Microbes, zeolites and diesel oxidation catalysts, along with other scientific topics, are easily explained by Tristan DeBona in words that make the complex understandable.
A biology student at County College of Morris (CCM), DeBona, 28, of Randolph clearly enjoys science and
knows the direction he wants to pursue – a career in scientific research. This summer, he will get to further advance in that direction as CCM’s first intern at BASF, working in one of the research labs at the world’s leading chemical company.
"It's a great opportunity for a former mechanic who enjoys working with his hands,” says DeBona. As he explains, “high school was not a shining time for me,” so he went on to become a car mechanic repairing BMWs and MINI Coopers. Coming home covered in brake dust day after day, however, soon sparked a desire for something more.
Initially, he started at CCM as a music major thinking he would pursue a career with a recording studio. But it was the science bug that eventually won him over.
"A lot of people are afraid of math, technology and science. It’s true; it’s not easy. It’s the most difficult area you can pursue,” says DeBona, whose father is a chemist and mother a lawyer. “There’s a domino effect, however, that takes place once you start learning these areas. You get interested and you want to start learning more. It’s fun.”
Understanding the world of science, DeBona adds, also has enhanced his appreciation of life. “Everyday life makes so much more sense. The behavior of people and systems really does mimic the laws of physics. Knowing that gives you a much greater appreciation for the complexity of the universe.”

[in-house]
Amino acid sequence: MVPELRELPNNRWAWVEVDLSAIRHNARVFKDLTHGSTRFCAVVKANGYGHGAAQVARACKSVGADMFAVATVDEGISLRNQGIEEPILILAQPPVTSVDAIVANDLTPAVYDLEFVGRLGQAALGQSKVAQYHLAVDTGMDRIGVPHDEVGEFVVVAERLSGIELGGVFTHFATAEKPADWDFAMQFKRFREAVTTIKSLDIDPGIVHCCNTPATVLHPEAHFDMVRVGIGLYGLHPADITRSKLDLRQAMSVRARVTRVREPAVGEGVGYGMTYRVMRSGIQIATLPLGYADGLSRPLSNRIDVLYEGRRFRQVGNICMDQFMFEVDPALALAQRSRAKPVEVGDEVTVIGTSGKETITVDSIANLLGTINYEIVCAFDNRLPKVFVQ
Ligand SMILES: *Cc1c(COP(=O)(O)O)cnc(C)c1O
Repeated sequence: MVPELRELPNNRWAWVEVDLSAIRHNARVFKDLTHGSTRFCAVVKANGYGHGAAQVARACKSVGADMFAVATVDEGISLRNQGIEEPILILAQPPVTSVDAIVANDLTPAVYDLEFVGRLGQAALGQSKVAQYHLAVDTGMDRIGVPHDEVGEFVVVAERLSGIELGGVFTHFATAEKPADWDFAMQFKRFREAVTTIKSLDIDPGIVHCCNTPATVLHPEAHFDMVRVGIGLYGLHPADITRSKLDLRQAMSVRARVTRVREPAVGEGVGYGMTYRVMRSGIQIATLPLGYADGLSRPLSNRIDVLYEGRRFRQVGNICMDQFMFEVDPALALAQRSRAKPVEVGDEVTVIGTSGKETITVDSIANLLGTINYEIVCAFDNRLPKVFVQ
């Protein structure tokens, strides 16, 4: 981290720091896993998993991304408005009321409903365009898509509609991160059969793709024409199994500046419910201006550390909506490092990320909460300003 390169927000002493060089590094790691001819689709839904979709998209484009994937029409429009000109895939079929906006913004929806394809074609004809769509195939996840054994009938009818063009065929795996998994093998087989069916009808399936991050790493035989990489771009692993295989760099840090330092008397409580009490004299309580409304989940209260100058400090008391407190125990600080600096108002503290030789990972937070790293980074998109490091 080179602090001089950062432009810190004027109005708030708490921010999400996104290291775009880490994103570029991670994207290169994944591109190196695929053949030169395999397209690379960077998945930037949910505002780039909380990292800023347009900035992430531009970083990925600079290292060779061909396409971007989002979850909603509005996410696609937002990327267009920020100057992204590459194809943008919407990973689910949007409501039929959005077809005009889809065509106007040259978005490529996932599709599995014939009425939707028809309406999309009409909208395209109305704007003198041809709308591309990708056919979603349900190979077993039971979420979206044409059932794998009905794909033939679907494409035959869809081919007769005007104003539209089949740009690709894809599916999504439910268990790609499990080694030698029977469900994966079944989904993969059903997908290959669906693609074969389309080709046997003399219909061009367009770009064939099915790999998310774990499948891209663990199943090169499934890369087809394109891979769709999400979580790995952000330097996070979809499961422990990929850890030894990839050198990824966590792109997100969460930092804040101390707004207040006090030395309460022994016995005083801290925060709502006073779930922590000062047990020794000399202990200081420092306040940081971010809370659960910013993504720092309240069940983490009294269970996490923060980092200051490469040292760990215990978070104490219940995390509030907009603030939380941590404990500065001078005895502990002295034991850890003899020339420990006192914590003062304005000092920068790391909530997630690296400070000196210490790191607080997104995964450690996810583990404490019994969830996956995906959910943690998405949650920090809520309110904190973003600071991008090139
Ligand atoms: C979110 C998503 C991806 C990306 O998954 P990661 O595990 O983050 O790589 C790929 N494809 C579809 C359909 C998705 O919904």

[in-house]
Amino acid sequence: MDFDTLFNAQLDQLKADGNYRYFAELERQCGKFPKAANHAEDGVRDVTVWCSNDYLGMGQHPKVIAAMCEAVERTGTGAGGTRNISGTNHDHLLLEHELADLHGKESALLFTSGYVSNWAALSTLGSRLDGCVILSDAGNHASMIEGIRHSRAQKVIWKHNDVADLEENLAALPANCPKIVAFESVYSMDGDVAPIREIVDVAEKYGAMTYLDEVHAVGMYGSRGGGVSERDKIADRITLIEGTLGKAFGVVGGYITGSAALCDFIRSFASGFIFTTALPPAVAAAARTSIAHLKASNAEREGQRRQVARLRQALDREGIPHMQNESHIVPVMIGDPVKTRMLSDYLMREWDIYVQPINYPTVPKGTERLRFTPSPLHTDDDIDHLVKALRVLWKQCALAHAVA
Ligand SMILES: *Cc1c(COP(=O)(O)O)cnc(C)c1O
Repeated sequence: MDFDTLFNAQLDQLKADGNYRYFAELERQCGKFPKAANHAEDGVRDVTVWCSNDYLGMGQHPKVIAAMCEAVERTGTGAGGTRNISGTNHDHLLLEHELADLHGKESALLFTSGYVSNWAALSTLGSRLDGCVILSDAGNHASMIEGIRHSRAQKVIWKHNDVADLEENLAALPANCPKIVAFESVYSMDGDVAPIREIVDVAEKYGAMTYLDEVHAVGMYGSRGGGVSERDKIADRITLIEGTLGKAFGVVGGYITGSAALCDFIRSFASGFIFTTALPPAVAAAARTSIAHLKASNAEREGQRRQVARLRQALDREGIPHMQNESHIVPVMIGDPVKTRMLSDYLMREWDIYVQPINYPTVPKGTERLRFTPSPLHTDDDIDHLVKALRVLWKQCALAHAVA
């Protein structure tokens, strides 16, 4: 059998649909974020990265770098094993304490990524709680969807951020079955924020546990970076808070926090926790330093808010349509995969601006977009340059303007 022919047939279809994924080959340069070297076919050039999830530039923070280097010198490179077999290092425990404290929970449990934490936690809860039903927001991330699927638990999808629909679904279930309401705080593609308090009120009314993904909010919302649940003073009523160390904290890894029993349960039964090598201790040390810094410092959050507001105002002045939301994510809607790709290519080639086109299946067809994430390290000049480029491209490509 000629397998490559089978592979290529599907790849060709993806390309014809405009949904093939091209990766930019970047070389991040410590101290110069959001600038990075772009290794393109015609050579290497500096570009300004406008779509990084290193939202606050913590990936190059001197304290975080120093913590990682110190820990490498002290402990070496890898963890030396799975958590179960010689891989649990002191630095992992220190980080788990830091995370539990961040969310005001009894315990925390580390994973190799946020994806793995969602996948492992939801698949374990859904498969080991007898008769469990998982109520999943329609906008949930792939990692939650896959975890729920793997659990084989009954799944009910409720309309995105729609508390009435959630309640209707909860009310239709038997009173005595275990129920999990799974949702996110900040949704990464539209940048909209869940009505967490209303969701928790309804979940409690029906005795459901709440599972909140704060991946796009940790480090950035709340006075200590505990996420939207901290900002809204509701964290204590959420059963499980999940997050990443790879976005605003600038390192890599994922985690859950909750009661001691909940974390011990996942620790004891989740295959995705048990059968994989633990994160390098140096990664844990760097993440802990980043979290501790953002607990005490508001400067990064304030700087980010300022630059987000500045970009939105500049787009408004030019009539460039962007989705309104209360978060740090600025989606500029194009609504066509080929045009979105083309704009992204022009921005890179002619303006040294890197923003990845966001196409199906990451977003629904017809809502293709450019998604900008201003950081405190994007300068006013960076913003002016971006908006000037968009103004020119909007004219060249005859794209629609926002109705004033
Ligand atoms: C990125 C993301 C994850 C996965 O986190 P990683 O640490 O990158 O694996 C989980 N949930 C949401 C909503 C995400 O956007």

At BASF, DeBona will be working with researchers in the automotive catalysts facility, this time focusing on cars from a much different angle.
It’s hardly surprising that among the scientists DeBona most admires is Leonard Susskind, the plumber turned physicist who is widely considered one of the fathers of string theory.
Following his internship, DeBona plans to enroll at Rutgers and major in biotechnology and to go on and
earn his Ph.D. His ultimate goal is to work on industrial and environmental solutions. “I want to do something that has a beneficial impact,” he says.
And those zeolites? DeBona explains, “Think of them like pumice stones. They are porous crystalized solids that are used for such things as the removal of gases and solvents and as catalysts for chemical reactions.”